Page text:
CdRMoteer The basics are explained here: https://wiki.cosmoteer.net/index.php/Moddinglanet_Editor
Note that there is a right-click menu for many UI elements. Save often as some things will crash the editor, like >=30 octaves of perlin noise (the most I ever actually used was 10-11) or using a color channel as alpha multiplier (I crashed the editor with this most often).
There are regular spherical layers and "halos" as used by the "star" planet. The spherical layers work by creating perlin noise (check the internet for information) based on parameters you enter and then colorizing it with a color palette you define. You can set the position of each color within the band (which automatically reorders the list as needed) and its transparency. If you want harsh steps instead of smooth transitions to the next color, that's what the "segments" parameter is for.
To make one layer add to the previous one without completely overwriting it you can give some colors transparency by lowering their alpha value. This is a situation where you might want to use segments=1 to have an instant transition from fully transparent (showing the layer below) to fully opaque. The vanilla lava planet has one layer of red lava and one layer of gray stone with transparency pretty much like that.
You can chose how much a layer is affected by self shadowing at the bottom ("darkness"). For glowing surfaces like lava or the sun you can set it to 0 and go to Material-Target Blend Mode where you would set the destination RGB multiplier to 1. This part might be a bit confusing at first. Blend Mode defines how your current layer and what is already on screen will be mixed together to form the next output. Destination is what is already on screen, source is your current layer. At the top you define the output color and at the bottom the output alpha. Note that alpha is invisible since your screen can't turn itself translucent, hehe. You will be able to see it if you take a screenshot though as it will save to a transparent PNG.
The basic blending goes like this: OPERATION(source source_factor, destination destination_factor). For the operation we have a+b, a-b, b-a, max, min and for the factors we have 0, 1, source/destination color/alpha and their inverse. Do not pick a color channel as factor for alpha or the editor will crash. Other than that feel free to experiment. A destination color factor of 1 will result in additive (glow) blending. The settings for alpha are mostly uninteresting - since invisible - until you want to use "destination alpha" from the previous layer for some advanced effects. Just be sure that in the final layer, the alpha value is 1 everywhere or you will have transparent screenshots of your planets. Also inside the Material settings is a color setting that has an interesting aspect: You can set values over 255 here to enhance the contrast of color or alpha channel as I have done for the alpha channels of the supernova above. 2 halos and a sphere are used to create an interesting alpha channel as base for another sphere that contains the nebula texture.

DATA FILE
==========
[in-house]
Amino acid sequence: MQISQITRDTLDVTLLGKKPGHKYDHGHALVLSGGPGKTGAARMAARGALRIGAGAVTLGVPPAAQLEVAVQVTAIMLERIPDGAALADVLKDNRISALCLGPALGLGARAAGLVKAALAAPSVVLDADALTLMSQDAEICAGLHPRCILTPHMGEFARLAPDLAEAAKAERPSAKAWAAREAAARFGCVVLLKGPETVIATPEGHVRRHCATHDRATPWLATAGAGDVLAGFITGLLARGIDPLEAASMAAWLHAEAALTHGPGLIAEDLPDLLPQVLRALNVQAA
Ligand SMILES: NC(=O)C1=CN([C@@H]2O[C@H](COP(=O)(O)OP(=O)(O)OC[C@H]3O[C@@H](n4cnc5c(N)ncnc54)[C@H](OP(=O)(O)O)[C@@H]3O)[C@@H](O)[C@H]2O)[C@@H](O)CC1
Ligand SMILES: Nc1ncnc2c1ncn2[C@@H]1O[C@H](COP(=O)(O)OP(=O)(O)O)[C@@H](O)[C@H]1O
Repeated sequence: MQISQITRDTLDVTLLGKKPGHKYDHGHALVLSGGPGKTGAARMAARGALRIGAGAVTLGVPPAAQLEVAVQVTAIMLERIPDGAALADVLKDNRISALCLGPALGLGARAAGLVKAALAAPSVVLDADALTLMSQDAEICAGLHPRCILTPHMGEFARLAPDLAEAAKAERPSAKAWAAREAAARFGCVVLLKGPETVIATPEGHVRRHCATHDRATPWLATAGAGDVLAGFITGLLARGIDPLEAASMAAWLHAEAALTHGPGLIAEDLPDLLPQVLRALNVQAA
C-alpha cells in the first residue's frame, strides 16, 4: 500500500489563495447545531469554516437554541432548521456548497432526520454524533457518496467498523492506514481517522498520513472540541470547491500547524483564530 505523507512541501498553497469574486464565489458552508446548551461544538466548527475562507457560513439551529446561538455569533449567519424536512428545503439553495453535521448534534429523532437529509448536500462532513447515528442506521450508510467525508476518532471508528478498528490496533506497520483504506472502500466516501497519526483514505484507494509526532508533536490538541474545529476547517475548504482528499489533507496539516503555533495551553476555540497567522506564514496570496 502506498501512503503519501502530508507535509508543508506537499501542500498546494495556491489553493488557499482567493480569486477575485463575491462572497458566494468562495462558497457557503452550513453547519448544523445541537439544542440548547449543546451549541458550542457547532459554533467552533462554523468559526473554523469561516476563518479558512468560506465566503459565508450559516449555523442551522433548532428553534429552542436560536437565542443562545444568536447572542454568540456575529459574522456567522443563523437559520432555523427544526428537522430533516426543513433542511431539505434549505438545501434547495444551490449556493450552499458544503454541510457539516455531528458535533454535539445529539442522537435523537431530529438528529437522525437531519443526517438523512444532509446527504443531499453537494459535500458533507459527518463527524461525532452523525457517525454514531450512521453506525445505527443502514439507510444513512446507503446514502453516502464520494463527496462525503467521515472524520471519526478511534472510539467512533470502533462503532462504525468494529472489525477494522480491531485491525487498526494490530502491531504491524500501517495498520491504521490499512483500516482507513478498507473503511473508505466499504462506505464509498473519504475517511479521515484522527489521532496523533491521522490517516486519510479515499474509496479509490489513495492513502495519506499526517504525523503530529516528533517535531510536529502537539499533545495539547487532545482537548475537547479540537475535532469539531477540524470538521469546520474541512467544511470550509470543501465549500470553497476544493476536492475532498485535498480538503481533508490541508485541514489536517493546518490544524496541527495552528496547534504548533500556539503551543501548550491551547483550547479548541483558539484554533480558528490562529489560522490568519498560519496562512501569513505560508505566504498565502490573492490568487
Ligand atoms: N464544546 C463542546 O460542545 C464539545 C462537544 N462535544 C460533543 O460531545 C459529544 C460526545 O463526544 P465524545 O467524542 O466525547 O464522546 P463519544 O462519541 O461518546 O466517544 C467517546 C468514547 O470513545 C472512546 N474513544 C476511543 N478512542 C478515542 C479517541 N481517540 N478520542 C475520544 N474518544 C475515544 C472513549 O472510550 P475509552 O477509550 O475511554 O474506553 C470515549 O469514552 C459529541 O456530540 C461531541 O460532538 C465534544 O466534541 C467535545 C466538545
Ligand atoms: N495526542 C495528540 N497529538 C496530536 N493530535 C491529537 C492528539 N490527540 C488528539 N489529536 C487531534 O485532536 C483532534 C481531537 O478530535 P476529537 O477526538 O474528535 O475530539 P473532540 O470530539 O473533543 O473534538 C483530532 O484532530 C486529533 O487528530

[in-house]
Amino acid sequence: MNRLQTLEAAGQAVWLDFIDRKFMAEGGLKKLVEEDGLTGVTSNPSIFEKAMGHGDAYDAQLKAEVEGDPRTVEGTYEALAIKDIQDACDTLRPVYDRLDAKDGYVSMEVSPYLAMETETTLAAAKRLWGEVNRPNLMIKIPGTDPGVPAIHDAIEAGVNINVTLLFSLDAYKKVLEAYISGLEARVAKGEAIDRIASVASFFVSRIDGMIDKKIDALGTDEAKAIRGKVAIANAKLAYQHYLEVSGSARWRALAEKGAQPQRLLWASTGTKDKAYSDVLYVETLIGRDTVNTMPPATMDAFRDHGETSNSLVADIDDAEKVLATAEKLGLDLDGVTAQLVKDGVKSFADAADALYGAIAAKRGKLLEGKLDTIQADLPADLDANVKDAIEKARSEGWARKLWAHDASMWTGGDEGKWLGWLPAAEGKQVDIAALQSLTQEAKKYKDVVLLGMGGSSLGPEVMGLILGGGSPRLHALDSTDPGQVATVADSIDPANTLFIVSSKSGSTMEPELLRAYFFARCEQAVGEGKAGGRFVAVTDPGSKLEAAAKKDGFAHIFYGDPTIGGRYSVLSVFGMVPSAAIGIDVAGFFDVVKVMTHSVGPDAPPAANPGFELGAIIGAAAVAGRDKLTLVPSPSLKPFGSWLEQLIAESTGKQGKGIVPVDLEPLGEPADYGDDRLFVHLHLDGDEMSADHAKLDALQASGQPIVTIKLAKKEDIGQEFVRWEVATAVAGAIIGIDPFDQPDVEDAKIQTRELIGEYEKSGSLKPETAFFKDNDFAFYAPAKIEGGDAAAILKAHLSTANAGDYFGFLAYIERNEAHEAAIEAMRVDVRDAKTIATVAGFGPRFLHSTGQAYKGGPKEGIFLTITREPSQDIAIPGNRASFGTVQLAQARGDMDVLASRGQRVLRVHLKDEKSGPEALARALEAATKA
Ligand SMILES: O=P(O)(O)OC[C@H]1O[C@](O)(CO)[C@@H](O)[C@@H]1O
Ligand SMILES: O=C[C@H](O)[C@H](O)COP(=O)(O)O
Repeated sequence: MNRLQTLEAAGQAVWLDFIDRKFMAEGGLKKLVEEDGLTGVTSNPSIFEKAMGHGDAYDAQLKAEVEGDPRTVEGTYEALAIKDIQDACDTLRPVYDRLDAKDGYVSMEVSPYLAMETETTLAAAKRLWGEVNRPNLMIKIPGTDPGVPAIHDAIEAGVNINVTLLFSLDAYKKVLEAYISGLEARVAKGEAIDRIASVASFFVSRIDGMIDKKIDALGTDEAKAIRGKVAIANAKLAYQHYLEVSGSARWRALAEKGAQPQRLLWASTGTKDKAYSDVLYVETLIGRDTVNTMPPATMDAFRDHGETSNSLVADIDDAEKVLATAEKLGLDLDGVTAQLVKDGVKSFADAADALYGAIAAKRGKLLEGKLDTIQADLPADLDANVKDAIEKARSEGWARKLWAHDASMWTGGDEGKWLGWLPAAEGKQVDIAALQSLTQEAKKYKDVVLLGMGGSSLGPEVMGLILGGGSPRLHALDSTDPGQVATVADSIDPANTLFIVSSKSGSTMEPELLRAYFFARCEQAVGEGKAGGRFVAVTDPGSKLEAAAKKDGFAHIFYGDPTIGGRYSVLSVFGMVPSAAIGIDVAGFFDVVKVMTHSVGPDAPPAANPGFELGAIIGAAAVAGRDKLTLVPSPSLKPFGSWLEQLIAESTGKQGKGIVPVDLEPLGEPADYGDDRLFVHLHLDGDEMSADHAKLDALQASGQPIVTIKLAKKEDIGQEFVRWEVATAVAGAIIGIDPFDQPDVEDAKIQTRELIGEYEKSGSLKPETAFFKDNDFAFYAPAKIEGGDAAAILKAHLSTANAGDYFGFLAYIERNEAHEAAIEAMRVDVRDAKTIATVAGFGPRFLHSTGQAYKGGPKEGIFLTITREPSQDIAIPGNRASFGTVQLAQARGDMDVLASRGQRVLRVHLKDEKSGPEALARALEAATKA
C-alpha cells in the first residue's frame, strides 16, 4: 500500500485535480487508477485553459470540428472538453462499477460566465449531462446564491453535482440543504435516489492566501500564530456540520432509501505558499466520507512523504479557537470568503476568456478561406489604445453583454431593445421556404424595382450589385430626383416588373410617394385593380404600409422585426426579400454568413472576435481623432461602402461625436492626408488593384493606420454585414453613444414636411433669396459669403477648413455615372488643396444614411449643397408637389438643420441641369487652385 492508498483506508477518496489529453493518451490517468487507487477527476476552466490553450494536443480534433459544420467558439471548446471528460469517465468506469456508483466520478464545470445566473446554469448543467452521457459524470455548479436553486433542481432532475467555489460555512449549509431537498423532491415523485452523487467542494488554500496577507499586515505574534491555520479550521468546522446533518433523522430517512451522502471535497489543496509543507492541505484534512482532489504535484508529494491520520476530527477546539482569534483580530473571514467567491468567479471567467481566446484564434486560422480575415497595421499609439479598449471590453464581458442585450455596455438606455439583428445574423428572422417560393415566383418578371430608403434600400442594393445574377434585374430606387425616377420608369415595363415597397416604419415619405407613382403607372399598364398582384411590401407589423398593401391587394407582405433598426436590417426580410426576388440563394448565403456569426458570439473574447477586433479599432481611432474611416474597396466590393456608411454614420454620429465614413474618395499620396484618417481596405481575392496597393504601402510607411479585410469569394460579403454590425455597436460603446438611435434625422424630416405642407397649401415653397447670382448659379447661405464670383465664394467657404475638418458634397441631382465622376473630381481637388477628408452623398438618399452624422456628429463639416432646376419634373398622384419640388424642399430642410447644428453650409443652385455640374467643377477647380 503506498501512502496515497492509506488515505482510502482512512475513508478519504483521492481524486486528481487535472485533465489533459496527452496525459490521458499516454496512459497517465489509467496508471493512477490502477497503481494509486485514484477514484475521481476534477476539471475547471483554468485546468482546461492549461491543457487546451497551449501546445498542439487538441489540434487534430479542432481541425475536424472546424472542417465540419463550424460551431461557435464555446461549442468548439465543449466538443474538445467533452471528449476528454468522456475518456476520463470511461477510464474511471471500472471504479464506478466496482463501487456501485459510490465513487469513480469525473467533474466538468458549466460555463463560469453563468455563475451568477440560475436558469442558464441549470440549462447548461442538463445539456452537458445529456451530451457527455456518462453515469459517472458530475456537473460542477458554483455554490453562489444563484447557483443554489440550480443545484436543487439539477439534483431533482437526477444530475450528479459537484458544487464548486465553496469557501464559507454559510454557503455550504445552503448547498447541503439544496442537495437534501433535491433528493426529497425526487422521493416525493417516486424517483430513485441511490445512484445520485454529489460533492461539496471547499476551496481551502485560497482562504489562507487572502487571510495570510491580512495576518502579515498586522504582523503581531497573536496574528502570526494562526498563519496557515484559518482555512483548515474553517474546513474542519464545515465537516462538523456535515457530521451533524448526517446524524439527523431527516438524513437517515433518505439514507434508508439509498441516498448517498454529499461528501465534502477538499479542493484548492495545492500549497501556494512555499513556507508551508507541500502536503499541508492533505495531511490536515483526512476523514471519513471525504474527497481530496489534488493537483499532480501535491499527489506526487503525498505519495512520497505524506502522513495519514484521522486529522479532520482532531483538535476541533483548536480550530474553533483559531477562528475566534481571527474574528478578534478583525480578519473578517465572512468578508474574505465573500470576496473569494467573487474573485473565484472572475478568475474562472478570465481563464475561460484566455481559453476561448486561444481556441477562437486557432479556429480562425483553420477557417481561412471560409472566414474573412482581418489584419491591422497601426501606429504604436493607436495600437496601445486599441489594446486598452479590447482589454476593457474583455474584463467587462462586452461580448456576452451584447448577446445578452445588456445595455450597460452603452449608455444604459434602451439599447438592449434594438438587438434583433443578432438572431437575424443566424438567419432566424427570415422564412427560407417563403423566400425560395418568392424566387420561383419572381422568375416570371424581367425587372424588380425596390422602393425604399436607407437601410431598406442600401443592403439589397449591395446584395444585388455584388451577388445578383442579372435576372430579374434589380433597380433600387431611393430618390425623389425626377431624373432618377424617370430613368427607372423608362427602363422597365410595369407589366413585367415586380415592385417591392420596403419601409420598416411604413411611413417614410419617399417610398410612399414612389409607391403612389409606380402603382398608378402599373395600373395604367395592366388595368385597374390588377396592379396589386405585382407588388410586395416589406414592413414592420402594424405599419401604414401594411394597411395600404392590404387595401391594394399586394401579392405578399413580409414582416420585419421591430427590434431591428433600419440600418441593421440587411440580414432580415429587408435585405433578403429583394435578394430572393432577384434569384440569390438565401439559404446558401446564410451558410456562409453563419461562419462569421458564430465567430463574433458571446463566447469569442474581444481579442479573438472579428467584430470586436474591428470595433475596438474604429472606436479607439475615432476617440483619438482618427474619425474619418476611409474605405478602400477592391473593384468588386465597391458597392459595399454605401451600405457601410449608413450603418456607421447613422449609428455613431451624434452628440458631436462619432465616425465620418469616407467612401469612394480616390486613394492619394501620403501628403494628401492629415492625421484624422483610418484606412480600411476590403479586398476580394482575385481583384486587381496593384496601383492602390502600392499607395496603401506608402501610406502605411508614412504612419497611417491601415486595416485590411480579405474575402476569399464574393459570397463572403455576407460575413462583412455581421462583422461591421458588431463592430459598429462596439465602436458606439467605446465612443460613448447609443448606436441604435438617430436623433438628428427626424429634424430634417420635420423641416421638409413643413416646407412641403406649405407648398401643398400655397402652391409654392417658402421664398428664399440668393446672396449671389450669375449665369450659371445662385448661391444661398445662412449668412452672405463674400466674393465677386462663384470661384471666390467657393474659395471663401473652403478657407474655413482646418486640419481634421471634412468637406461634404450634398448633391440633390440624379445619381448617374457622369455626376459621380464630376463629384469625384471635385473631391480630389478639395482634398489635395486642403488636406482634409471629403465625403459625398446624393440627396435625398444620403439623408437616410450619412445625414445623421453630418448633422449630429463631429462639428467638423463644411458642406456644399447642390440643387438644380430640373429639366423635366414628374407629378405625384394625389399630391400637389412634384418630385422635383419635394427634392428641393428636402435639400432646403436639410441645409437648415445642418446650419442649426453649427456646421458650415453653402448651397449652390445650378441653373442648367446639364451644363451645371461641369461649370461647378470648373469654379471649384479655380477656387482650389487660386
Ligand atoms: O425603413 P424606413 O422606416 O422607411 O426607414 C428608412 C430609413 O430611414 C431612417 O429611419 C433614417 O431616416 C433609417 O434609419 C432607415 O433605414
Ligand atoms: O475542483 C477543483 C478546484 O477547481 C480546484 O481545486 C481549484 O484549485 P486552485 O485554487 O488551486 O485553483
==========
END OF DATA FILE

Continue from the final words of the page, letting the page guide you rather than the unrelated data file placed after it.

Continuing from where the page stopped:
Further down in each layer you'll find number ranges that you can use to randomize the rotation speed or colors of your layers. The radius works a bit unintuitively for halos, since there you have an outer and inner width which are both subtracted from the radius.
I haven't worked much with halos yet, but it seems that how thick the halo is, is directly proportional to its alpha value at that point in the texture and that only one pixel row of the texture is shown at any time with the animation moving that row through the texture. Halo textures must be repeatable in both directions, unlike spherical textures.